There is only one place to buy jewelry made from the heather plant and that is from the Heathergems Factory in Pitlockry, Perthshire, Scotland, UK. The making of the gems is a cool process. First the roots of the heather plant are gathered and cleaned, then they are cut and dyed different colors from local, natural dyes and then they are bound tightly. Over time they roots compressed into a single multicolored piece which can then be cut and shaped like stone. Once shaped, the gem is shellacked and mounted for jewelry.

Century Link

The CenturyLink Building at 4818 South J Street is an industrial building constructed in the 1950s. It isn’t open to the public as far as I can see. Century Link provides high-speed internet/DSL service. The website for the company is here

1131 Dock Street

I found myself on Dock Street in Tacoma today and stopped at 1131 Dock Street. I learned a few things about this wooden building that was built in 1929. It was originally a machine shop (and maybe still is?) and had been the home of the Sea Scouts until they moved in 2005 or 2006. It appears that the My Girl Charter Yacht Company is based out of the building. There was a giant puff ball kind of plant in front of the building :).

J. M. Marinac Shipbuilders

The J. M. Marinac Shipbuilders at 401 East 15th Street in the Port of Tacoma is visually striking. There are two main shipbuilding buildings and they can support buildings 250 feet long and 48 feet wide. Per their website, since their 1924 beginnings they have constructed “300 vessels, including tuna seiners, harbor tugs for commercial and military customers, oceangoing tugs, factory trawlers, ferries, yachts, U.S. Coast Guard patrol boats and a research sailing vessel”. In February of this year, they won a contract to construct 184-foot Northern Leader at a cost of $25 million. The ship will be the largest new fishing vessel to be constructed in the Pacific Northwest in more than two decades. More information about the most recent contract can be found here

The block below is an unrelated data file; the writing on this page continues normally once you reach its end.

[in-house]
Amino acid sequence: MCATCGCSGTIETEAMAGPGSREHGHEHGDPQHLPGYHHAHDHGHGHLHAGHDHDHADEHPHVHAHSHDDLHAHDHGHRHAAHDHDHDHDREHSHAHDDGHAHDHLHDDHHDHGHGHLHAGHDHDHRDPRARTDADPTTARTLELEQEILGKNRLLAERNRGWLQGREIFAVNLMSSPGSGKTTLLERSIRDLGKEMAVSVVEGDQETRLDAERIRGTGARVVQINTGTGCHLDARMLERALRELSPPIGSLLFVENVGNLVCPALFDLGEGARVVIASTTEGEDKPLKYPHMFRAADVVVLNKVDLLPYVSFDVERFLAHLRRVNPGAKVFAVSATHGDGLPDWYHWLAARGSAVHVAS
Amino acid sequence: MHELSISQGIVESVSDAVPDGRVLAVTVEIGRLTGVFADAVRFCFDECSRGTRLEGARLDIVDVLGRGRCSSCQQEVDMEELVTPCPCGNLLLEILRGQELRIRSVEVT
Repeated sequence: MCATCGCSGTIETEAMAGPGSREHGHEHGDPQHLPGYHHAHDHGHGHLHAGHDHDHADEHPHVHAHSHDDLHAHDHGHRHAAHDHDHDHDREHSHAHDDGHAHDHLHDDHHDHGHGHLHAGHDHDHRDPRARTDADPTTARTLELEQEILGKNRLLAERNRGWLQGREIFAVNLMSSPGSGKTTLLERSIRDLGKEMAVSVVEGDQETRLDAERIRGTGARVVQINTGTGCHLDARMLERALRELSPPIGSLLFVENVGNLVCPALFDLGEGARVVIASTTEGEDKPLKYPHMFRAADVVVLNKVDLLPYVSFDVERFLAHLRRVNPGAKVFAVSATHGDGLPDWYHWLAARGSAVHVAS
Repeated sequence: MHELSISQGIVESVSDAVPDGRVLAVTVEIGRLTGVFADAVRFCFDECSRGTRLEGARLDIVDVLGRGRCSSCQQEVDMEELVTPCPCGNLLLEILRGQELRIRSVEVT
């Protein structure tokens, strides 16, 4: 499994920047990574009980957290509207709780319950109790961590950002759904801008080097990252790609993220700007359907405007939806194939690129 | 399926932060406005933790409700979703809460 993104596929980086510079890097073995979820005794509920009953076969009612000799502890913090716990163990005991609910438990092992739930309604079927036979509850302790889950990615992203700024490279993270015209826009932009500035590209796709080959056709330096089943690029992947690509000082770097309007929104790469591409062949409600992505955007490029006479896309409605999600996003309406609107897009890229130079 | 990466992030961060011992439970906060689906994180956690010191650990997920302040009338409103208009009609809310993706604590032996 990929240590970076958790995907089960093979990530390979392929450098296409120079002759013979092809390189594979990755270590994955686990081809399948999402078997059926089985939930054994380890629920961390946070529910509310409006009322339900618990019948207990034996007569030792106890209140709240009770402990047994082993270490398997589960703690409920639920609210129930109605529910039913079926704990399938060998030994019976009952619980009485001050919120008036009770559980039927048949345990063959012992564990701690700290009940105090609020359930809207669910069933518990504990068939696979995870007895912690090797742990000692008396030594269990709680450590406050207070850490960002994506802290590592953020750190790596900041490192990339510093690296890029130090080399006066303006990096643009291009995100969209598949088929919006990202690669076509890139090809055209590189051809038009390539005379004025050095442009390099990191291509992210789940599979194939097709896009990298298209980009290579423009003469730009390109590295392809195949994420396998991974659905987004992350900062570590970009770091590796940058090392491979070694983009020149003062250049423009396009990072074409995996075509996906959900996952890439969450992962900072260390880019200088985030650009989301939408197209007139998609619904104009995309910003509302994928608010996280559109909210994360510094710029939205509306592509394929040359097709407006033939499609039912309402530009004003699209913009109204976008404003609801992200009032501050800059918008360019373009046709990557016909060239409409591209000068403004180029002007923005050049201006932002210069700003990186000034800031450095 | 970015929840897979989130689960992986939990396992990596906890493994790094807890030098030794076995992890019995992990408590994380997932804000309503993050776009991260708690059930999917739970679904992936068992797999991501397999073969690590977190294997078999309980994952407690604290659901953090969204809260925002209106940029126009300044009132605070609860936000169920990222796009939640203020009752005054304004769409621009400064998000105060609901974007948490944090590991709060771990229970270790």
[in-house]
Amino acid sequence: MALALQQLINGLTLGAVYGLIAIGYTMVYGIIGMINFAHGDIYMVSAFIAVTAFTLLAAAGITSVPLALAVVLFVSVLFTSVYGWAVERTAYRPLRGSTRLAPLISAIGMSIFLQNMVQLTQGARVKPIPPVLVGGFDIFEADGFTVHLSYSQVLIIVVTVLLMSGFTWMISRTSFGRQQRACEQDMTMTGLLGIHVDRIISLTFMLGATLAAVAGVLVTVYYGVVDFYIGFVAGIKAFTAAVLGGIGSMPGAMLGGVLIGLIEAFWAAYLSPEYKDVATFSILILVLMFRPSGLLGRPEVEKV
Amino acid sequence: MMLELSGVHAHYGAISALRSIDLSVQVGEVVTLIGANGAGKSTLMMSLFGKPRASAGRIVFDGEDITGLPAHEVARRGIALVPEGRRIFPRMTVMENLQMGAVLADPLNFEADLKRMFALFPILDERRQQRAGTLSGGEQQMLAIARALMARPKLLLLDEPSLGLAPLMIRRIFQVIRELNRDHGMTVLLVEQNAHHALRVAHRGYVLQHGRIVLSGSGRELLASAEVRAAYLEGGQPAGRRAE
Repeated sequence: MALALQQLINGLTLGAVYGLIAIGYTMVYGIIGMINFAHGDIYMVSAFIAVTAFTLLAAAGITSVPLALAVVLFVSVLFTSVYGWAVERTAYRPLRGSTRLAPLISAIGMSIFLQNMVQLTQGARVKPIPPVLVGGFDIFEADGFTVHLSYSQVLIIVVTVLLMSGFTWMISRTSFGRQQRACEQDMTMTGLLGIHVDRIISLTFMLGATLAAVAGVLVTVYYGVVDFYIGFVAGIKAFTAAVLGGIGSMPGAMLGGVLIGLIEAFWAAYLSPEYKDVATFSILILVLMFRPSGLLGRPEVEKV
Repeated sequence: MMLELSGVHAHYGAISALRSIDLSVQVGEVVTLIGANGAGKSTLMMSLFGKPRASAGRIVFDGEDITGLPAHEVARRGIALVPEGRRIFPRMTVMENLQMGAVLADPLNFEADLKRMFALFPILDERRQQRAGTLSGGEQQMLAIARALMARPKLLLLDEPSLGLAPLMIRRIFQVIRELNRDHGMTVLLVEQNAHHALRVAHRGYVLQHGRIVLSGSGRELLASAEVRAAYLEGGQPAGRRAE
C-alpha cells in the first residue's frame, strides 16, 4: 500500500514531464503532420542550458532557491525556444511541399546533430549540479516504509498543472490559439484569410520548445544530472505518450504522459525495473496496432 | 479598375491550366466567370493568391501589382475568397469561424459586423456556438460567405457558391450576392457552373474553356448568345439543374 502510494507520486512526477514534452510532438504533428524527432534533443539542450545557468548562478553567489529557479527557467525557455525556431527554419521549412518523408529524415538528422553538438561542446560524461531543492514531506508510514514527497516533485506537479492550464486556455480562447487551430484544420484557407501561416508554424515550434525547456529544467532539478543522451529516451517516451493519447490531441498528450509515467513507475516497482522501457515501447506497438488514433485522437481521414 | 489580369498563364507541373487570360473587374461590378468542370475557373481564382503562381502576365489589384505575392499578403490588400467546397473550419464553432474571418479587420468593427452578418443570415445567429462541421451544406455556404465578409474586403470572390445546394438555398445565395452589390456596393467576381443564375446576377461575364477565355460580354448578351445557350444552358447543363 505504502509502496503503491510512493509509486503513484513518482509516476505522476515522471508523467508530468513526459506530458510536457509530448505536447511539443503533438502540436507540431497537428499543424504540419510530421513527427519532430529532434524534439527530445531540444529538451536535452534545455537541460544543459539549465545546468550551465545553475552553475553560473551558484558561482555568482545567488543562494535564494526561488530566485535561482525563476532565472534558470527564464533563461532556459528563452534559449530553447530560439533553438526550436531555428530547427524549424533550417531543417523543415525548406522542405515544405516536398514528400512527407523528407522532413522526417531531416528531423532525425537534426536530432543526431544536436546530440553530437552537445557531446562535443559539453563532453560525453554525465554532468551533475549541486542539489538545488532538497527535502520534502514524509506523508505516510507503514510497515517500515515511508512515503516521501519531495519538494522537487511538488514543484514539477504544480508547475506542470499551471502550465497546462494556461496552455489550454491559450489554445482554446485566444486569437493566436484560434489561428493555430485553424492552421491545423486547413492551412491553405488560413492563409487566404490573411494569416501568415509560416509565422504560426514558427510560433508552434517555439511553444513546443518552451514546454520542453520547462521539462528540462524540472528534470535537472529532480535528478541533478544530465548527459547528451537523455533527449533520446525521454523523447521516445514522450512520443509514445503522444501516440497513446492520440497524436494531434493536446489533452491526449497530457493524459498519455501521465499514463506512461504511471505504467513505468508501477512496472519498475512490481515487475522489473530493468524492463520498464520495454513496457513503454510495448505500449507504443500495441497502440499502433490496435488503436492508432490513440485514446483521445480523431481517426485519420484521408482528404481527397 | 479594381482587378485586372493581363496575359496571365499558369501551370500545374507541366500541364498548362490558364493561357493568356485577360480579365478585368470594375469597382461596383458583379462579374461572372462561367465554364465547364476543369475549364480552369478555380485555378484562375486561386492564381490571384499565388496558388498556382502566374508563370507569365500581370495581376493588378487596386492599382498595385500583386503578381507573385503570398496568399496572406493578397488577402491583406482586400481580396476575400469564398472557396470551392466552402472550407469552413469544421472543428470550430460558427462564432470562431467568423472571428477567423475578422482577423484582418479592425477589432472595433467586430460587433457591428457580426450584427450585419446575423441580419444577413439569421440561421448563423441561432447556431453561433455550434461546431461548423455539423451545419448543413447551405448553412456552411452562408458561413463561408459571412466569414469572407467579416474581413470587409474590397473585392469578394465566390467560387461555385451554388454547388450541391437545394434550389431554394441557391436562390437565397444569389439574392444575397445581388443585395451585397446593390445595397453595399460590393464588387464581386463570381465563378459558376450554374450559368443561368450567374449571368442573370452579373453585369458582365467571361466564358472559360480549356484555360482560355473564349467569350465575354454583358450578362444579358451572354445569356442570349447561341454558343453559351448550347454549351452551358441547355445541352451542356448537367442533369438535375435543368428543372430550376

The firm’s website can be found here


Hilltop Building with Murals

There is an apparently vacant building at 1214 Martin Luther King, Jr. Boulevard, Tacoma, WA. Or maybe it is being used for storage. The public record indicates that a meat store (or facility) was or is in place. There are two murals on the storefront of animals eating spaghetti.


Fresh Northwest Design

Fresh Northwest Design in Gig Harbor creates custom art on wine bottles, which is so cool! Our family was lucky enough to get a quick tour and see the pre and post production bottles. Individuals and companies order personalized bottles to celebrate and commemorate events and occasions.

To learn more, go to their webpage and their Facebook page


The lights are off at Tacoma Lighting

I’d always planned to stop at Tacoma Lighting at 1301 Center Street in Tacoma. Now I guess I never will, because the store is vacant and available for sale. First Western is asking $1,050,000 for the property, which is 11,685 square feet of building area and was constructed in 1968. The listing can be found here

The current building has always been owner occupied by Tacoma Lighting. Back in 1890, the property was the site of the Aesche Boots & Shoes store. To see that wood frame building go to this Tacoma Public Library page